“ Yes, sir, I remember that voyage after him. Turning round to the quite well, and if you would like to mate the captain says: hear the story, I will try to tell it “ • Mr. Curtis, you may man the just how it happened. You see I windlass, and get the anchor away, was only ship's boy in those days. and hoist up the jib to swing her I had signed articles on board the head around. Hope, Captain Wardrof, for a trip “In a minute all hands of us was from Harbour Grace to Liverpool heaving all we knew on the windand back. The brig was in the lass, while the shanty-man was leadHarbour yonder with her anchoring us in a regular sailor's chorus. under foot, as we sailors say. Her I never hear the sailors singing topsail yards were mastheaded, and their shanty songs now that they the clewlines and buntlines were beave up their anchors and hoist loose, so that the sails hung in great their heavy sails with them steambags from the yards, all ready to be winches. It did not take long, I sheeted home. I was forrard, look- assure you, to point her head out ing away towards the old home on the harbour. Just after the men the hill, that I was a leavin' for the had sheeted home the tops'ls, dropped first time to go on a long trip. I the fore-course, and a man was sent had been used to going to Labrador aloft on each top-gallant yard to for the summer, but father and loose the sails, I heard the captain mother went along too.
ask where that lubber of a boy was. standing there, when Mr. Curtis, Knowin' that it was me he wanted, the mate—isn't it queer, sir, that I went aft and I says: every one of the officers on board is · Here I be, sir; did you want Mister when he is spoken to, while
me?' the crew is · Bob !' or Tom !' or “ He told me to go down into the · You lubber you !'
cabin and clear away the everlastin' “ As I was a sayin', Mr. Curtis he mess there was there, for, says sung out to me: You, Bill Thomp- "All the cabin stores and everyson there, come aft here and stand thing else is higgledy-piggledy, so by the gangway, the captain is com- there's not floor room enough for a ing aboard."
Ay to stand on while he kisses his “ I jumped as if I was shot, and sweetheart.' rubbed the sleeve of my gansey “I goes down into the cabin, and across my eyes, for I had been cry. it was a funny looking place enough. ing – I was only a boy, sir, you 'Twas a little box of a concern about know-and ran aft, and throwed the ten feet square, with a table against end of the fore-brace to Pat Cleary, one bulkhead — what you would who was pulling the bow.oar of the call a partition, sir. Two benches, jolly-boat. A board of her was the one on each side of the table, were captain, and another man I had lashed to the cabin floor. Everynever seen before. The captain thing was chock full of boxes and helped the strange gentleman up bags and parcels and bottles of the side-ladder, and showed him the one kind and another, and Jim way to the cabin, telling him he Jones, the steward, was hard at would find the steward there to look work in his little pantry trying to
find a place for his dishes, and a “The steward says to me: "Go, locker or some other spot to stow the Bill, and get the parson what he parcels in.
wants. Here's a jug to get some “ I didn't see the strange gentle- in from the cask by the long-boat.' man for a while, but by-and-bye I “I ran up on deck with the jugsaw him come out of a cubby hole they call them pitchers nowadays, I of a state-room on the port side. think—and brought down some fresh That cabin and them state-rooms- water and gave it to the parson, in there was three more like the one he a white mug the steward passed out came out of-wasn't a bit like the to me. saloons and state-rooms of the big " Thank you, my boy,' says he, liners, like the Etruria. I was "we'll know each other better by the down in her main saloon once, sir, time we get to Liverpool.' with a passenger. It was a lovely That's the way I began to know place, all bright with white paint parson A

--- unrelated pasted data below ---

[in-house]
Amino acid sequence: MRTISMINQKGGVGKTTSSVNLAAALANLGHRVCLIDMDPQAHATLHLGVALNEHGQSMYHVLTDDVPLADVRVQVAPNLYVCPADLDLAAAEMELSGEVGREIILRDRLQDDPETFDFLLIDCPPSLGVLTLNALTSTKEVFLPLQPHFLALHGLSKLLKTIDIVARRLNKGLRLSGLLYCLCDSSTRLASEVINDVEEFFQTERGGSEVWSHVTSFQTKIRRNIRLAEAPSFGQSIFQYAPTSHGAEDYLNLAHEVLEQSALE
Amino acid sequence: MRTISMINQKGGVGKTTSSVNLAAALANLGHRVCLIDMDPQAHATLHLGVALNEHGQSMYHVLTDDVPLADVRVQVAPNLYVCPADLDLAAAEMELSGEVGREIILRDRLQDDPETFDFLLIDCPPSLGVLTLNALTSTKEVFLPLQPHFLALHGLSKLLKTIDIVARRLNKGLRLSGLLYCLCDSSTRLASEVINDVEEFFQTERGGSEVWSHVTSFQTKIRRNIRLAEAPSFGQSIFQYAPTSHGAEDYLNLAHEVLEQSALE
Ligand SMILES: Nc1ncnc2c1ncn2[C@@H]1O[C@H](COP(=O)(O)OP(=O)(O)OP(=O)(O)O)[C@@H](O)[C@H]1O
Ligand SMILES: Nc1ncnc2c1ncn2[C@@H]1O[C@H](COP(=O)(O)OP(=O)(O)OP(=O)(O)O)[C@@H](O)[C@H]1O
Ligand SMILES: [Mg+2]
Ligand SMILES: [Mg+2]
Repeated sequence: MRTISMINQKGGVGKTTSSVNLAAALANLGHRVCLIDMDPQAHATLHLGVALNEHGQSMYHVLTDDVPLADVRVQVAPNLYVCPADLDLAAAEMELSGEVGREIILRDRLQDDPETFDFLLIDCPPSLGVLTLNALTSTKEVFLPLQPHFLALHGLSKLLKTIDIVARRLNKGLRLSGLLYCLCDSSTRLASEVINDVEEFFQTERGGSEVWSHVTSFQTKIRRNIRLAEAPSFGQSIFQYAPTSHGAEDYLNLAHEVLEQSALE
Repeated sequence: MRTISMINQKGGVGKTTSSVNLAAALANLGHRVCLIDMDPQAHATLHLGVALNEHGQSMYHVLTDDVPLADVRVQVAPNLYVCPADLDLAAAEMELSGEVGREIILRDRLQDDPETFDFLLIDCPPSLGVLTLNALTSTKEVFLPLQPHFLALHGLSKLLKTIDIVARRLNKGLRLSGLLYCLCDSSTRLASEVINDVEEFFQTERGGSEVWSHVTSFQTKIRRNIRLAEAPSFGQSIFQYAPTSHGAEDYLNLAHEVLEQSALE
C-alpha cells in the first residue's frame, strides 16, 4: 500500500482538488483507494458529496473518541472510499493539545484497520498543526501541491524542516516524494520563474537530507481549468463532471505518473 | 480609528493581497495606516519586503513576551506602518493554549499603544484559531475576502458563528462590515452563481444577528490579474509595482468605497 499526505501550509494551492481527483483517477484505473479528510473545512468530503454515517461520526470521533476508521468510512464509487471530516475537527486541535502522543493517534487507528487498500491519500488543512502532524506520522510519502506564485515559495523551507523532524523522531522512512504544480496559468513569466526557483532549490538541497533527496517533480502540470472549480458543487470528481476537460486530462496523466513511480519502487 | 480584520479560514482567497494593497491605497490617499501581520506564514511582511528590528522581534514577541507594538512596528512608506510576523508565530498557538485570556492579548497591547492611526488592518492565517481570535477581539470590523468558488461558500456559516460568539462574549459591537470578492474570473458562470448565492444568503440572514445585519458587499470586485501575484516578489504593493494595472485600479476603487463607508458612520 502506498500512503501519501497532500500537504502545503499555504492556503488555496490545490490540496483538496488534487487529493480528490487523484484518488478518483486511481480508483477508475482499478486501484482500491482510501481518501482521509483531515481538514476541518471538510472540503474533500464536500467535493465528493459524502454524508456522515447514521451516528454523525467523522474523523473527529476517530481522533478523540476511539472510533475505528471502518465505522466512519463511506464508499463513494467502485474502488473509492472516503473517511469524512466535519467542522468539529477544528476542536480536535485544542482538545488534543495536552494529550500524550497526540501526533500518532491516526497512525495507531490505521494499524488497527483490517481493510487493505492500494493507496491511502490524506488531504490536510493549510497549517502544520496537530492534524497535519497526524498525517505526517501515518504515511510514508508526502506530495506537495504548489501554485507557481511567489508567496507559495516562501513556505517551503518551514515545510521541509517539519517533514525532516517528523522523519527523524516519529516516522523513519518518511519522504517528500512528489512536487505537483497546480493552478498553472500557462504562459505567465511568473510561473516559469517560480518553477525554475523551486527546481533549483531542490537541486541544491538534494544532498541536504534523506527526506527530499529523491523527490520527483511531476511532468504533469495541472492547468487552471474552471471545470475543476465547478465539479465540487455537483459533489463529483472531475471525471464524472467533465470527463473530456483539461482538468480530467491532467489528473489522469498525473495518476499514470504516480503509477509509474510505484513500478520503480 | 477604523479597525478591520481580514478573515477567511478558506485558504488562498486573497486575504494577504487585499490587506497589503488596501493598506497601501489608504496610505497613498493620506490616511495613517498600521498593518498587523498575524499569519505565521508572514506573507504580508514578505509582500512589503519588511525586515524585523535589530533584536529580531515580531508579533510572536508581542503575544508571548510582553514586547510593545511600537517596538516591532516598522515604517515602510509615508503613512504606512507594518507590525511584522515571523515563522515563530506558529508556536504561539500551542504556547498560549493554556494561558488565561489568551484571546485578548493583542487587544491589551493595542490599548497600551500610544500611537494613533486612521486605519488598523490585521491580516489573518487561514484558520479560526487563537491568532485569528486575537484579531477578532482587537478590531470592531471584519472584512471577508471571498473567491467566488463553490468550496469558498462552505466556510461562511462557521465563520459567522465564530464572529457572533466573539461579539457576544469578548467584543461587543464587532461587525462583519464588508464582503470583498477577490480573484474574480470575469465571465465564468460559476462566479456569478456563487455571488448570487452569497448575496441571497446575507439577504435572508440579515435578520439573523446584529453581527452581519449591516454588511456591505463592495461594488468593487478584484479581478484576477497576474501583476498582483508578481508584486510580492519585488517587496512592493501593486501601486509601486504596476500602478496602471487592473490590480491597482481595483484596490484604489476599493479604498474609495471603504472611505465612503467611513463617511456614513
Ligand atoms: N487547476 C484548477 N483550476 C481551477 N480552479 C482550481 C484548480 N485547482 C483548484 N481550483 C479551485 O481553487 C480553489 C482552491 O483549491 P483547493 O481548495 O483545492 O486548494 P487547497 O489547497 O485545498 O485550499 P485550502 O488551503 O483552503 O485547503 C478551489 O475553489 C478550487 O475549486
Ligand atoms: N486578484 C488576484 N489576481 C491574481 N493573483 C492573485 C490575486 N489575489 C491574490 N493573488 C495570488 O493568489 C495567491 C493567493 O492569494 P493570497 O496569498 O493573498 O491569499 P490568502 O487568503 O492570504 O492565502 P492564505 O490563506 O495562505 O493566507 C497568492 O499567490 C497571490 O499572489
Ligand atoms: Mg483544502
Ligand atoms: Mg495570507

parson A- We soon got fairly and gold, and cut glass glistening to sea ; every body found his place, in the racks, and great big looking and we had, first along, a very glasses—mirrors, I think they called pleasant time. The brig was just them—here and there, and a beauti- deep enough in the water to sail ful pianny by one of the bulkheads. well, and the old man—that's the The state-rooms was nice roomy captain, sir, begging your pardonplaces, with plenty of light and lots liked to crack on. My eye! how he of fresh air, and clean sheets and used to carry sail. The masts would things in the bunks
bend like fishin'-poles, and the wind“ That state-room out of which ward shrouds and backstays would the parson come—I knew he was um like fiddle-strings, they would a parson by this time from his be so taut. We had mostly fine white choker and black clothes weather and fair winds till we were was a very different kind of place, halfway across the herring pond. I can tell you. It was scarcely six Then the wind chopped round and feet long, and not more than four blew half a gale from the east'ard. feet wide, and was lit by what we “Every day the parson used to call a deck-light-a bit of thick walk up and down the quarter-deck, green glass set in the deck planks. and in the dog-watch, when all The narrow bunk was against the hands would be mostly on deck, he brig's side. There was no side-light would come forrard and talk to the nor any other way to let a breath of men and to me. On Sundays he fresh air into the stuffy little con- used to get the ensign spread on a cern unless it came between some quarter-cask, and, with his Bible on slats in the upper part of the door. that for a pulpit, would preach us a
“ The parson looked as if he had sermon. In those days he taught been sick for a long time-pale and me to read out of the Testament-a kind of weak, you know. I pitied thing I could never do before, havhim, he looked so washed-out like, ing had no chance to go to school and says I :
when I was a little chap, and not "Can I do anything for to help caring to go when I came to be a you, sir?' as I saw him looking hunk of a lad. While he was teacharound the cabin as though he was ing me to read he told me about my searching for something he could sins and my Saviour, and tried hard not find.
to get me to be a Christian. He did " He smiled at me, and says he : the same to the men-so they used · Yes, my boy, I'd be glad of a drink to tell in the fo'castle. Some of them of water, if you could get me one, used to laugh about it, but some was but do not leave your work for it.' serious like, and two or three times,